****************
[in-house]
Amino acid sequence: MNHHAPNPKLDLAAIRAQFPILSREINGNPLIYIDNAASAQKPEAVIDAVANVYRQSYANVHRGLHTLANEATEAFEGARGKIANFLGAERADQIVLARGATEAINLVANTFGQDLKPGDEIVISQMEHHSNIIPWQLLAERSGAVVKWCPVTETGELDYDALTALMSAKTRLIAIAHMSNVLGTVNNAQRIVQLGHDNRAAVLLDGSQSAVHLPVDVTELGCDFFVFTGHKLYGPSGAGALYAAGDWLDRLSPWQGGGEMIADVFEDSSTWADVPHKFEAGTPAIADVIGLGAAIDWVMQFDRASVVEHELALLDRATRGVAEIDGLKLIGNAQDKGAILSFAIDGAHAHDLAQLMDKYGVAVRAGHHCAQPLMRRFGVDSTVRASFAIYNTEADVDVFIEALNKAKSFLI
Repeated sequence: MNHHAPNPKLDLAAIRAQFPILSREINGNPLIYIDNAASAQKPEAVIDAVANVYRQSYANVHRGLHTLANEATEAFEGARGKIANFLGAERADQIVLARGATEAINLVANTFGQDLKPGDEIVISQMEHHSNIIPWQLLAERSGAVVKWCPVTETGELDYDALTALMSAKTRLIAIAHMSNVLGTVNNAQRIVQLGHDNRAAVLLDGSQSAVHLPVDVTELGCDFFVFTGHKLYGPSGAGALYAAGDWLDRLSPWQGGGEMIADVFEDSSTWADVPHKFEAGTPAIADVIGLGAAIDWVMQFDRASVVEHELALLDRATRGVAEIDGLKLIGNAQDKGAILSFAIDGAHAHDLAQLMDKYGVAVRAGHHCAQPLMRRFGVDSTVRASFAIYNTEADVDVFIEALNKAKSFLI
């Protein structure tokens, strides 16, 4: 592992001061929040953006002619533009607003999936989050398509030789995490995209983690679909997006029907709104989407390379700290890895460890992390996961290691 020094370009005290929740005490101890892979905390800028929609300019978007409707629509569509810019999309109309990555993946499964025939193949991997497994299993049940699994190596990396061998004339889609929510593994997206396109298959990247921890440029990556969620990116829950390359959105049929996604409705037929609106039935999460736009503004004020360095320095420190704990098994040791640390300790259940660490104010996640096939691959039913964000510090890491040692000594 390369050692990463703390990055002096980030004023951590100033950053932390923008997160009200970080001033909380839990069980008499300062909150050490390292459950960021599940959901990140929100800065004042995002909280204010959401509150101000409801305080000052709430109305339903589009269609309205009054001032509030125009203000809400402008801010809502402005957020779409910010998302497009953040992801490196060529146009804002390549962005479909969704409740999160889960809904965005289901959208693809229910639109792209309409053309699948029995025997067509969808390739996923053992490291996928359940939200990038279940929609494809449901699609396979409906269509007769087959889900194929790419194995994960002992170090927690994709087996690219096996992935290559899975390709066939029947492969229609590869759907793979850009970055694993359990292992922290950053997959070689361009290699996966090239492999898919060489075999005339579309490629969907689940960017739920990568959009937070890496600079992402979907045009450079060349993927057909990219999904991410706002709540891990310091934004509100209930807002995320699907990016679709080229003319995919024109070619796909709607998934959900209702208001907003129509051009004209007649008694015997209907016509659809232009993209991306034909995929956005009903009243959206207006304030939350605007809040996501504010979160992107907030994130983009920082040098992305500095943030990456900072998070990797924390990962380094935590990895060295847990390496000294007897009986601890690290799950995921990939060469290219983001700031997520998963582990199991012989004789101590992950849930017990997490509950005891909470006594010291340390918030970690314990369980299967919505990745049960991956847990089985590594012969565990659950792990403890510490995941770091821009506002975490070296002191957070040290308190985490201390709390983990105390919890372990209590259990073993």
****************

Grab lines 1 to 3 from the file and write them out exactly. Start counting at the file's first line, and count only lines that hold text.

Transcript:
[in-house]
Amino acid sequence: MNHHAPNPKLDLAAIRAQFPILSREINGNPLIYIDNAASAQKPEAVIDAVANVYRQSYANVHRGLHTLANEATEAFEGARGKIANFLGAERADQIVLARGATEAINLVANTFGQDLKPGDEIVISQMEHHSNIIPWQLLAERSGAVVKWCPVTETGELDYDALTALMSAKTRLIAIAHMSNVLGTVNNAQRIVQLGHDNRAAVLLDGSQSAVHLPVDVTELGCDFFVFTGHKLYGPSGAGALYAAGDWLDRLSPWQGGGEMIADVFEDSSTWADVPHKFEAGTPAIADVIGLGAAIDWVMQFDRASVVEHELALLDRATRGVAEIDGLKLIGNAQDKGAILSFAIDGAHAHDLAQLMDKYGVAVRAGHHCAQPLMRRFGVDSTVRASFAIYNTEADVDVFIEALNKAKSFLI
Repeated sequence: MNHHAPNPKLDLAAIRAQFPILSREINGNPLIYIDNAASAQKPEAVIDAVANVYRQSYANVHRGLHTLANEATEAFEGARGKIANFLGAERADQIVLARGATEAINLVANTFGQDLKPGDEIVISQMEHHSNIIPWQLLAERSGAVVKWCPVTETGELDYDALTALMSAKTRLIAIAHMSNVLGTVNNAQRIVQLGHDNRAAVLLDGSQSAVHLPVDVTELGCDFFVFTGHKLYGPSGAGALYAAGDWLDRLSPWQGGGEMIADVFEDSSTWADVPHKFEAGTPAIADVIGLGAAIDWVMQFDRASVVEHELALLDRATRGVAEIDGLKLIGNAQDKGAILSFAIDGAHAHDLAQLMDKYGVAVRAGHHCAQPLMRRFGVDSTVRASFAIYNTEADVDVFIEALNKAKSFLI